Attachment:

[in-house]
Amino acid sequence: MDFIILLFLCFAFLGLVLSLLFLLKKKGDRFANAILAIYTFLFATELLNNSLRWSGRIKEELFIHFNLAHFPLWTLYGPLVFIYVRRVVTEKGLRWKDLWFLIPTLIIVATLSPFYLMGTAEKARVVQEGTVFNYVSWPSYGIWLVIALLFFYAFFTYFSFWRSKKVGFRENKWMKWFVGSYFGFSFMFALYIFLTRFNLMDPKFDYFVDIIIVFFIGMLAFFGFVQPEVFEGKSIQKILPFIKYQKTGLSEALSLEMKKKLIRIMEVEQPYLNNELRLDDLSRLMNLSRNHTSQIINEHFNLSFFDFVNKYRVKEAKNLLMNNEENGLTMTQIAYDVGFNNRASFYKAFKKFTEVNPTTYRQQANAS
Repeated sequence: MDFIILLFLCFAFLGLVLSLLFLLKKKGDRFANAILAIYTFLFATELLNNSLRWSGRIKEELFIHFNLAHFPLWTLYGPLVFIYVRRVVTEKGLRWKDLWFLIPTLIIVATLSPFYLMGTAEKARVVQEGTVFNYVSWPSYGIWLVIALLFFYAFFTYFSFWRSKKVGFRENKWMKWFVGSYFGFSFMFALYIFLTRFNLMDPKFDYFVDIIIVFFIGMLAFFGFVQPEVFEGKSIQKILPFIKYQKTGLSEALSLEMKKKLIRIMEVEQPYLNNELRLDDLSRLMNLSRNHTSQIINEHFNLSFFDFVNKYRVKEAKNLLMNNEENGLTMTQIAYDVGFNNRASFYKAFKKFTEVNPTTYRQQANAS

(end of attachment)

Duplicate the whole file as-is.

[in-house]
Amino acid sequence: MDFIILLFLCFAFLGLVLSLLFLLKKKGDRFANAILAIYTFLFATELLNNSLRWSGRIKEELFIHFNLAHFPLWTLYGPLVFIYVRRVVTEKGLRWKDLWFLIPTLIIVATLSPFYLMGTAEKARVVQEGTVFNYVSWPSYGIWLVIALLFFYAFFTYFSFWRSKKVGFRENKWMKWFVGSYFGFSFMFALYIFLTRFNLMDPKFDYFVDIIIVFFIGMLAFFGFVQPEVFEGKSIQKILPFIKYQKTGLSEALSLEMKKKLIRIMEVEQPYLNNELRLDDLSRLMNLSRNHTSQIINEHFNLSFFDFVNKYRVKEAKNLLMNNEENGLTMTQIAYDVGFNNRASFYKAFKKFTEVNPTTYRQQANAS
Repeated sequence: MDFIILLFLCFAFLGLVLSLLFLLKKKGDRFANAILAIYTFLFATELLNNSLRWSGRIKEELFIHFNLAHFPLWTLYGPLVFIYVRRVVTEKGLRWKDLWFLIPTLIIVATLSPFYLMGTAEKARVVQEGTVFNYVSWPSYGIWLVIALLFFYAFFTYFSFWRSKKVGFRENKWMKWFVGSYFGFSFMFALYIFLTRFNLMDPKFDYFVDIIIVFFIGMLAFFGFVQPEVFEGKSIQKILPFIKYQKTGLSEALSLEMKKKLIRIMEVEQPYLNNELRLDDLSRLMNLSRNHTSQIINEHFNLSFFDFVNKYRVKEAKNLLMNNEENGLTMTQIAYDVGFNNRASFYKAFKKFTEVNPTTYRQQANAS